Aided by Chief

The first Sunday I was at the Kwahu Hospital I had the privilege of meeting the paramount chief of Obo-Kwahu. He had but recently come to this position of traditional rulership. When his uncle had died, the "king makers" of the town called Nana Asiamah II from the Ghana police force, where he had served as an officer for some years. His influence now not only affects Obo-Kwahu but also some 300 towns and villages in the Kwahu district.

I shall never forget the first meeting in his residence. His cordiality and frankness were not a veneer. During our visit he said, "I will be very pleased if the Seventh-day Adventists will establish a church in my town, and also operate a clinic here." To me this was a clear twentieth-century "Come over into Macedonia, and help us" appeal.

A quick survey of the town of Obo-Kwahu made it evident that an open-air hall would need to be constructed.

An appointment was made with Nana Asiamah II to ask for a centrally located piece of ground, where these meetings could be conducted. A fourth of a mile from the chief's residence was such a piece. At one end of this sloping grass-covered area was the traditional open-air throne of the community's chiefs. Nana Asiamah II's predecessors and he had sat on this throne from time to time to address the citizenry. Here it was that traditional rites and dances had often been conducted.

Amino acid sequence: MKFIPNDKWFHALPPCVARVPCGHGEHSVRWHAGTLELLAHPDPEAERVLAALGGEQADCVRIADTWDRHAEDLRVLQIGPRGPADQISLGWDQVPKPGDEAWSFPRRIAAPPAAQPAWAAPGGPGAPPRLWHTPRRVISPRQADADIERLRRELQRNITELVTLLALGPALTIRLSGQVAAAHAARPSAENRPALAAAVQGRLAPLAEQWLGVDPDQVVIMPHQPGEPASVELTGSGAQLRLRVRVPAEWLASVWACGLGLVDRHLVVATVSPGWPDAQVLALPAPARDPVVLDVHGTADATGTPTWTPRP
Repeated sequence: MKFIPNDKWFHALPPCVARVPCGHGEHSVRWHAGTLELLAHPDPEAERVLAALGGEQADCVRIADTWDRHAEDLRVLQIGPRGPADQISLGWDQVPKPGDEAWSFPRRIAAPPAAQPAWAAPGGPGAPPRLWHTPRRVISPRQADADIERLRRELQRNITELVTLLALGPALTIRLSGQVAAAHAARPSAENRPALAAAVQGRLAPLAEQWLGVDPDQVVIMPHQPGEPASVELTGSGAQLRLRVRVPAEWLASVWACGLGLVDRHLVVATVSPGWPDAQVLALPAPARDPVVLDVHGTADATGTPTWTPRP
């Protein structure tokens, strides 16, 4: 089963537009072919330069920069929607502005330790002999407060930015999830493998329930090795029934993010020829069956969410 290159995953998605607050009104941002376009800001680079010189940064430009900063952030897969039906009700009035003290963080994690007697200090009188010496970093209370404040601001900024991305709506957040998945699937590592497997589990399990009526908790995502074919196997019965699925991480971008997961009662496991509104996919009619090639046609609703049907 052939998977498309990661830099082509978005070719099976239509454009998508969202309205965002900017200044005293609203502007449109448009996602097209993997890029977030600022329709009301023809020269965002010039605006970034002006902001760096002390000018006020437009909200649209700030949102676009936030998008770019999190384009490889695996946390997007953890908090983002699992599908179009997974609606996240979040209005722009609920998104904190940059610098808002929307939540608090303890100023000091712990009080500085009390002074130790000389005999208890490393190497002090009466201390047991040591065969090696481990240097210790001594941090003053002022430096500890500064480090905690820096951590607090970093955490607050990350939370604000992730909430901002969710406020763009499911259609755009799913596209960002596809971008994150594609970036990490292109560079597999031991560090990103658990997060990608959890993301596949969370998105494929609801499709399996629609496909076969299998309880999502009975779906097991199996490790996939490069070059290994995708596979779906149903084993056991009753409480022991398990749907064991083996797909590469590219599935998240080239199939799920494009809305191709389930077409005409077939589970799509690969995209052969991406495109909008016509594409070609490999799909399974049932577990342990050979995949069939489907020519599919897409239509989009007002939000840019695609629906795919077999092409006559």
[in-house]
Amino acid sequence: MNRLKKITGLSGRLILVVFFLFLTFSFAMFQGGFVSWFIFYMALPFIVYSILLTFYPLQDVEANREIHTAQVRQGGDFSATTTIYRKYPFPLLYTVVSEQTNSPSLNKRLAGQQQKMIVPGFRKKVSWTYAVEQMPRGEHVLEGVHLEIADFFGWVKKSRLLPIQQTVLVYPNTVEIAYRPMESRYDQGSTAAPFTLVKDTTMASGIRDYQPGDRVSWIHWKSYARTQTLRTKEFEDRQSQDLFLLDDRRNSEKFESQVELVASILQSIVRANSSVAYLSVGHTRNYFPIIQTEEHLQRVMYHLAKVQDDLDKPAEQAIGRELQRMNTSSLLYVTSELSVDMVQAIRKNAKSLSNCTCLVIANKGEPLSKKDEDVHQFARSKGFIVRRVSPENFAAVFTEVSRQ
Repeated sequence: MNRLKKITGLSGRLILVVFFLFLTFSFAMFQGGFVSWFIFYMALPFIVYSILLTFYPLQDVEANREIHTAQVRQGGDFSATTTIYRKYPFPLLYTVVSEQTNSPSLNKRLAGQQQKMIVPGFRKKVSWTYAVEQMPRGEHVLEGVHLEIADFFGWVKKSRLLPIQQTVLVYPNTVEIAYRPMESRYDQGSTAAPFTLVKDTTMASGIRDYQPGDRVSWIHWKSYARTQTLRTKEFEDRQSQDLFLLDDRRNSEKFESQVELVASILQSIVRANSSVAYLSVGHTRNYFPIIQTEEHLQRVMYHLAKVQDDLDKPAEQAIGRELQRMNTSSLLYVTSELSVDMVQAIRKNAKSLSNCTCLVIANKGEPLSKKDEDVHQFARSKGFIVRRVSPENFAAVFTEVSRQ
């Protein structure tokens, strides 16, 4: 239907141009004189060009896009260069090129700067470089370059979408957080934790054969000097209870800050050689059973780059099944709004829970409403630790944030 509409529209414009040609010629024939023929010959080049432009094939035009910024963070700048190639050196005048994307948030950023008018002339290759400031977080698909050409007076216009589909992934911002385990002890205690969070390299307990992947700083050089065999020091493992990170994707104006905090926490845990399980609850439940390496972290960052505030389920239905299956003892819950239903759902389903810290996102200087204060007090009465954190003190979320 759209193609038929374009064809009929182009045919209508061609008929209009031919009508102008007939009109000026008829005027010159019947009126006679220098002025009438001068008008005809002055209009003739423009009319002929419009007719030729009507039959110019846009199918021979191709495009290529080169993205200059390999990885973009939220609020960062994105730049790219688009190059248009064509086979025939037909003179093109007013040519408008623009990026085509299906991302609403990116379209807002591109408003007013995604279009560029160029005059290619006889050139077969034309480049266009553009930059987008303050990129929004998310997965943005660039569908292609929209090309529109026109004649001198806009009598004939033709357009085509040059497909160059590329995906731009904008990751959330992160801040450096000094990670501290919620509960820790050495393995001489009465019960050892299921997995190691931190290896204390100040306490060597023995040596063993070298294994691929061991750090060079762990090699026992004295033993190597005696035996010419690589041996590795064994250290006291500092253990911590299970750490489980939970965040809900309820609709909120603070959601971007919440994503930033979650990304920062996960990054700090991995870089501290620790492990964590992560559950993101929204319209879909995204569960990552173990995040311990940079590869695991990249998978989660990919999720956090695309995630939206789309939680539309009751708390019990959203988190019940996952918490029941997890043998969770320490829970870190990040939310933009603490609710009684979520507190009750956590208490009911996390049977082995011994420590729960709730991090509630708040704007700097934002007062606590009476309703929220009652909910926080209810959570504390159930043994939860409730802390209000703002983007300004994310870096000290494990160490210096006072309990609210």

Because we needed the maximum use of this land, I asked the chief whether it would be violating any traditions were we to construct the stage over his throne.

"That does not matter; I can sit anywhere," was his reply. This let me know that he, too, planned to attend the meetings. What joy this brought to our hearts.

Over his throne a three-sectioned stage was constructed, on which we placed projection screens. Simple planks set on cement blocks gave seating accommodations for two thousand people. A 100-watt amplifier with four microphones carried the voice a good half mile beyond the open-air hall, which was surrounded on all sides by stores and homes.

One evening the chief was ill, and consequently did not attend the meeting. But he told us, "I could hear every word spoken from the open-air hall, in my bed room." Only the day of judgment will reveal how many hundreds of others who stayed in their homes during these meetings also heard the words of life spoken.